By Joshua Bowditch

Architectural Stewardship: One Thousand Museum (Miami)

Floor upon floor of glass systems arranged among curvilinear exterior columns, which architecturally can be referred to as ribs, is the feature of One Thousand Museum in Miami. In effect the ribs provide structural buttressing simultaneously with aesthetic interest along the entire height, but by far, the exterior is primarily glass. In terms of sustainability, high-rises can require massive quantities of concrete. Especially in Florida, the derivation of constituent materials in concrete is a significant environmental concern. Therefore, the use of concrete is offset with expansive glass systems.
One Thousand Museum has preglazed glass systems by ESWindows, mainly the ES-7100, a highly efficient preglazed window wall. In this context a system is the framing, made of aluminum extrusions, that holds the glass. These systems are design-engineered to allow for expansive glass panels with the capacity to withstand high wind pressures and impact of projectiles, and to have efficient closure at the joints to prevent intrusion of moisture into the building envelope. The term “window wall” refers to aluminum-framed glass panels that span between floor slabs. As a “preglazed” system, the glass is sealed to its aluminum frame at the factory as opposed to on-site, so that the sealant is applied and cured in a controlled environment, where there is no variation of temperature and humidity, and no exposure to airborne contaminants1. It is also known as a “unitized” system referring to the preassembled unit. Dow Corning 791 is used as a weatherproofing seal at the exterior side glass to aluminum interface2. Silicone sealants are extremely resistant to weathering with excellent heat and UV resistance3. The advantages of a preglazed system are threefold: quality control of assembly, exterior side hermetically sealed to prevent moisture intrusion, and expedited installation. Sliding glass doors with matching glass and aluminum finish are ES-6600, which are also preglazed.

ESWindows is vertically integrated with other subsidiaries and the products are assembled in the same manufacturing complex as processed glass operations and aluminum extrusion production. This consolidation maximizes coordination efficiency and streamlines the supply chain. These other stages of production, specific to One Thousand Museum, are briefly described.

The material of the extrusions for the ES-7100 and ES-6600 is 6063-T6 aluminum or 6005-T5 aluminum, depending on the component2. The designations refer to the composition of the alloys and the temper. The exterior aluminum finish is Duranar® Cosmic Gray Mica, in accordance with the PPG Certified Applicator Program4. Duranar® is a fluoropolymer finish meeting AAMA 2605 performance standards, which is the highest level of durability among exterior grade finishes for aluminum alloy extrusions. In the coating process, the extrusions are pretreated and the coating is applied as electrostatic liquid spray to the extrusions, then cured at specified temperature. Aesthetically, fluoropolymer finishes are glossy. The darker gray color finish, along with the gray glass, contrasts with the white rib-like columns.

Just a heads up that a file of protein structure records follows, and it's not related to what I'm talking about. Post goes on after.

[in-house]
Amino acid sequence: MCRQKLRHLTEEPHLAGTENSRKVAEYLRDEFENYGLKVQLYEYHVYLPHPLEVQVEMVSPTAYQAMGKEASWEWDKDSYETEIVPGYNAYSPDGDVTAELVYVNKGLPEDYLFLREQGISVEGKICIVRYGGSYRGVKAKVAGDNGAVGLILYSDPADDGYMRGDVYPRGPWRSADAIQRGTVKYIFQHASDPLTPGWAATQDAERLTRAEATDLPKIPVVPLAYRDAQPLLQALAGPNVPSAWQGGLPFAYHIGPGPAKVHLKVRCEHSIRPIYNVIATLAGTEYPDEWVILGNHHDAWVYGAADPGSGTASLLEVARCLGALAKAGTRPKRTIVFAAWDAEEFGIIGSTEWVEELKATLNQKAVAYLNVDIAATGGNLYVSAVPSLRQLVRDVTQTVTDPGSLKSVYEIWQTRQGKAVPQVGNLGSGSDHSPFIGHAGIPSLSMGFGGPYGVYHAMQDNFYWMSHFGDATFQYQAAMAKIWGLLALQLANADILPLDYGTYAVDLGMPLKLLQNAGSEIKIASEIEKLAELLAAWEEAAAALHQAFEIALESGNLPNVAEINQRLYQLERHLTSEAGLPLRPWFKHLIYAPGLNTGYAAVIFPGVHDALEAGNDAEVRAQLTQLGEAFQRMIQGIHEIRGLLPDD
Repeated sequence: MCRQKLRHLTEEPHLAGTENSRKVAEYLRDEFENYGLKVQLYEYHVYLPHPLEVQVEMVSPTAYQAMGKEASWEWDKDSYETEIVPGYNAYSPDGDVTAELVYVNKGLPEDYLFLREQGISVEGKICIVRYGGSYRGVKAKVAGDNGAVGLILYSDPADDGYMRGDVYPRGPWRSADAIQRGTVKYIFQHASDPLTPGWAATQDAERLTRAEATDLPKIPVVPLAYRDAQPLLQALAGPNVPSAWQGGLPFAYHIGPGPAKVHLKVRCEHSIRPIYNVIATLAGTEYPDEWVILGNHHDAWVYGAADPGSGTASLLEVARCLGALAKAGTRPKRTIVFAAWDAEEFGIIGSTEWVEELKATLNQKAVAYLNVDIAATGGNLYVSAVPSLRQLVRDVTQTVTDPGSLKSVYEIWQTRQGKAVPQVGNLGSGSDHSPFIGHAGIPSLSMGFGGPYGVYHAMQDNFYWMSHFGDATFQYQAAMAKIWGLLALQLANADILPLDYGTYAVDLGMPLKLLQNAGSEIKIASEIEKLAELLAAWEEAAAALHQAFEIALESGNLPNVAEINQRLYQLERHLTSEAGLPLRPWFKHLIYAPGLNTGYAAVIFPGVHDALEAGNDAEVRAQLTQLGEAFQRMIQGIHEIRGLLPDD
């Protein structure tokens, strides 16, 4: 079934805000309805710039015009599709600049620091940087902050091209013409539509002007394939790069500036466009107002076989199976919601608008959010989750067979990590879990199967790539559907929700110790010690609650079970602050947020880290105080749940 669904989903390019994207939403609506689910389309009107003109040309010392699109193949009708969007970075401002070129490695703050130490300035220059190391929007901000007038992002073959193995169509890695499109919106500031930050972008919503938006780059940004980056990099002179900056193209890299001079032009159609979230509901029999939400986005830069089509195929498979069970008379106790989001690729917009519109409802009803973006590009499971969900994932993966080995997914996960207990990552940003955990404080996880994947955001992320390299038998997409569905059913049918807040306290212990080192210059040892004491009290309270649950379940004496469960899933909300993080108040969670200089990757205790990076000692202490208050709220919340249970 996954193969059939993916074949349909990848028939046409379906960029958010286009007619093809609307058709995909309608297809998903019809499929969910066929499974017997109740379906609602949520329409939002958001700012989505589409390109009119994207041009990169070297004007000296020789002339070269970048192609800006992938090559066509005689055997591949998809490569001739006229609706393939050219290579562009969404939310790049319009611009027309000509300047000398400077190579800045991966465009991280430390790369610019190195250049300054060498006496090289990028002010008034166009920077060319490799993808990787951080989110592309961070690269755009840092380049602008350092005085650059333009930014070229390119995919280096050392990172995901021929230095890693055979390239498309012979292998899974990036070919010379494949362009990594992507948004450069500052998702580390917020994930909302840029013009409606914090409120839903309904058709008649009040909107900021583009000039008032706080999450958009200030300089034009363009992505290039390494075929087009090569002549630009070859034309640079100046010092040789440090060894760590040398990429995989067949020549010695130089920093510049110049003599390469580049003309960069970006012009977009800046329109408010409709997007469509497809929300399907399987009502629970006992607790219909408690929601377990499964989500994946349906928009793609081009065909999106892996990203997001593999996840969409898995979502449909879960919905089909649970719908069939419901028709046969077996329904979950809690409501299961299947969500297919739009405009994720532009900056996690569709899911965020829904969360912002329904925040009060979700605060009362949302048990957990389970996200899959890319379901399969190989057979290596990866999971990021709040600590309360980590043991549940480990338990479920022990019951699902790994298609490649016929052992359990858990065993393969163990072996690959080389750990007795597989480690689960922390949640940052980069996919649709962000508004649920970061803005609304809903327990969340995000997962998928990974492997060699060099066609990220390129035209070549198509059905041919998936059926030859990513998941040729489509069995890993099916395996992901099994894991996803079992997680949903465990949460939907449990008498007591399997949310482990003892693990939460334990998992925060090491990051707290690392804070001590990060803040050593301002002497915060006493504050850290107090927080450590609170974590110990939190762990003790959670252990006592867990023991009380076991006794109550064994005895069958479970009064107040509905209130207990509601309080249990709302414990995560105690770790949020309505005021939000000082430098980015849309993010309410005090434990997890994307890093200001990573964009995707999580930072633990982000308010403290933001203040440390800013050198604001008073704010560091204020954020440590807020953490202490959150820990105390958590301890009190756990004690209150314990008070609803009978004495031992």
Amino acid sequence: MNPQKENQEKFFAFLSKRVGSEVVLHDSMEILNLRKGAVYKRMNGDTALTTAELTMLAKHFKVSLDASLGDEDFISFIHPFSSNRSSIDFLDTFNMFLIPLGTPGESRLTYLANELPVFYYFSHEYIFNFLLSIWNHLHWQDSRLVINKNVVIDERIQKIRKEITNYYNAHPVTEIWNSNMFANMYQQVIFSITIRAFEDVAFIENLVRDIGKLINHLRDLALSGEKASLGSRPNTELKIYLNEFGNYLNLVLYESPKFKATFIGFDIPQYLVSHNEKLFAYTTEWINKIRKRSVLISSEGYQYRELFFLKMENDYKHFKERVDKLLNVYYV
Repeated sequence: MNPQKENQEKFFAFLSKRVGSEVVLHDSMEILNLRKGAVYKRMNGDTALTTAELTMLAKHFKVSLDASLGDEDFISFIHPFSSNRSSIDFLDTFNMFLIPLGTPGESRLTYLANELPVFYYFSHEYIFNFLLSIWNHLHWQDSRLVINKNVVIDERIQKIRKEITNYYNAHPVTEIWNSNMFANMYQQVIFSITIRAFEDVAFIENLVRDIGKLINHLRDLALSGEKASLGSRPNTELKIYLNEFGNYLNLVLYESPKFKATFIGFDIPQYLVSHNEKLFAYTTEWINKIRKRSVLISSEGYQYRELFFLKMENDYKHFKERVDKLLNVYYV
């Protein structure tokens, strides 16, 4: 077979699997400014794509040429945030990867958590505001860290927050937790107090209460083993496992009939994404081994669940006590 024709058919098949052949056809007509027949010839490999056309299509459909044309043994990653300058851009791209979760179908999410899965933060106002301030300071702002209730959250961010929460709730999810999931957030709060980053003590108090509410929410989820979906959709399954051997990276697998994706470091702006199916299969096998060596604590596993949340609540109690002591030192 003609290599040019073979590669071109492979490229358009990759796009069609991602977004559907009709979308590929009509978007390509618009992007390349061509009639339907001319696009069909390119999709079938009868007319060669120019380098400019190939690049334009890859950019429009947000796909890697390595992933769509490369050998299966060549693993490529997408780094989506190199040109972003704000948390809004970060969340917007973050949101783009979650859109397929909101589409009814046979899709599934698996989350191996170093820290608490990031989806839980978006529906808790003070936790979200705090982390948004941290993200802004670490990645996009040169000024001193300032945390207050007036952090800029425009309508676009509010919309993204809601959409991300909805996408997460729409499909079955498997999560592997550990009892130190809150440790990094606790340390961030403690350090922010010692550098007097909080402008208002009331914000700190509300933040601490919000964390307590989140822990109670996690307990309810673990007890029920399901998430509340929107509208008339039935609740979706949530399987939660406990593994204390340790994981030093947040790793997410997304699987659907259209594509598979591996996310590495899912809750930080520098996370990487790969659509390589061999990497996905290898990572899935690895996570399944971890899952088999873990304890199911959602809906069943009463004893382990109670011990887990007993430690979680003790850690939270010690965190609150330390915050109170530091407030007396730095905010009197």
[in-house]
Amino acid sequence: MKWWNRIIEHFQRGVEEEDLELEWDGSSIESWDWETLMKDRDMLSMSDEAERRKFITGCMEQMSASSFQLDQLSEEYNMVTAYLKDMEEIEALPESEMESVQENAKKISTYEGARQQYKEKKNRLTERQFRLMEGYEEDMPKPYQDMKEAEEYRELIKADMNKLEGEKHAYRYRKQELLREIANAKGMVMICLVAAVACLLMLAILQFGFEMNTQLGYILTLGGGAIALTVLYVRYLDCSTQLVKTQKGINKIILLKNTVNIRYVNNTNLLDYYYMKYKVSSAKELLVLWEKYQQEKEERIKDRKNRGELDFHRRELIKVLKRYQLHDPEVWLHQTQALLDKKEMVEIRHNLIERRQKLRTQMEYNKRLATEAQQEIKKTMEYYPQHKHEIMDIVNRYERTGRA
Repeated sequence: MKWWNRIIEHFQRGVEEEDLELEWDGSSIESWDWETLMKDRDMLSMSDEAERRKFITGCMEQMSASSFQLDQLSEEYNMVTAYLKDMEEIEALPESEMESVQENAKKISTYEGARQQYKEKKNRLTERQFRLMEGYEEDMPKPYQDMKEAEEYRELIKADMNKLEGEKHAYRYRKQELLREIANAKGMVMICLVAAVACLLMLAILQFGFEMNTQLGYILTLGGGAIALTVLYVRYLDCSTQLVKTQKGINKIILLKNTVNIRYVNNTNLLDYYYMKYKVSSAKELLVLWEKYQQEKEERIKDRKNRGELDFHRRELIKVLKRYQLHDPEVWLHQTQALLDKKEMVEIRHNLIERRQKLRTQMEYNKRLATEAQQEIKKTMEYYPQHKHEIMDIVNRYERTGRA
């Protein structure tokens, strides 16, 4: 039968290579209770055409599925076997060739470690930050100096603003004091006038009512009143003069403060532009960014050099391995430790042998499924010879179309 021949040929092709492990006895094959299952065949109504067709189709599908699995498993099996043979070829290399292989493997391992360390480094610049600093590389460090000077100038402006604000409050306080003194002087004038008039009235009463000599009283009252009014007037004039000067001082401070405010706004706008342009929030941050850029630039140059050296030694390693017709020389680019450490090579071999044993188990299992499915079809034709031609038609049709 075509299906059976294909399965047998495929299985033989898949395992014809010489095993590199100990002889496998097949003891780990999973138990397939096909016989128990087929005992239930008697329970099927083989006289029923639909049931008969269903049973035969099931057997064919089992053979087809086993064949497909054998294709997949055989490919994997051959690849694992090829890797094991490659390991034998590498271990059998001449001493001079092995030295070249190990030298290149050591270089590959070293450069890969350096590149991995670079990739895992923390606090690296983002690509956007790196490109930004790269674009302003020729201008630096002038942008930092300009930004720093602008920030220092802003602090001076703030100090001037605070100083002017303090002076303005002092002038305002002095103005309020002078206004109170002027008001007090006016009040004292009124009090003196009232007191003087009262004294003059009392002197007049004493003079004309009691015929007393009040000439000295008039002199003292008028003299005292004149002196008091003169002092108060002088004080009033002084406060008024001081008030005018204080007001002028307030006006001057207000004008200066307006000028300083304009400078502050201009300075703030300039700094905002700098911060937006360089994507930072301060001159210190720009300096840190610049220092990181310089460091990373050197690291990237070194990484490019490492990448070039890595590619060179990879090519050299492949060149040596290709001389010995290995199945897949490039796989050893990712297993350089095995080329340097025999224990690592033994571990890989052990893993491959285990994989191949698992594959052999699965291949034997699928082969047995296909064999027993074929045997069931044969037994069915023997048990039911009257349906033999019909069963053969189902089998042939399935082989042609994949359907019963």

The high-performance glass units are 1-5/16” nominal thickness, comprised of three plies of 1/4” glass; specifically, one ply of 1/4” gray glass, plus 1/2” airspace, plus two plies of 1/4” clear glass with a laminate interlayer. The gray glass is inherently tinted glass, containing raw material of soda-lime-silicate with additive metal oxides that function as colorants and control the transmittance of heat and light. It absorbs solar heat before emitting it to the outside or inside. The gray tinted heat absorbent glass is positioned at the exterior side so that the heat is dissipated to the outside most efficiently, and at the inward side, the heat dissipates to an insulating airspace.

The use of expansive glass systems is a factor to sustainability. Glass allows natural light which is not only a light source, but is also psychologically beneficial to the occupants. The glass is inherently tinted, providing solar heat control and aesthetic effect. Glass is produced efficiently from abundant and readily available silica sand. Glass is impermeable, which is an invaluable characteristic in the hot and humid climate.

Aesthetically interesting as One Thousand Museum may be, these aspects described would be generally unknown. It is publications like this one that can provide representation of these sustainability aspects through description and illustration. That would be the intent of “Architectural Stewardship”.

Disclaimer

This article of Architectural Stewardship was sponsored by ESWindows.


References
1Takish, M. S., M. H. Haugsby, C. M. Schmidt, and W. J. Schoenherr. 1989. Structural Silicone Sealant Curtain Walls: Field or Factory Glazing? In: Science and Technology of glazing Systems, ASTM STP 1054, American Society for Testing and Materials, pages 58-65. C. J. Parise (ed.).
2ES-7000/ES-7100 Technical Datasheet. 2016. Energia Solar (ESWindows).
3Beall, C. 1999. Thermal and Moisture Protection Manual.
4The Power of quality. 2022. Tecnoglass.

About the Author: Josh Bowditch

As a native resident with architectural experience and environmental regard, Josh Bowditch is intent on publishing about sustainability in the architectural and building construction industry locally. From being in the architectural profession, Josh has an understanding of the processes involved. Is it possible to reconcile environmental considerations with development? The word sustainability has various connotations but indeed can be viewed in the context of stewardship.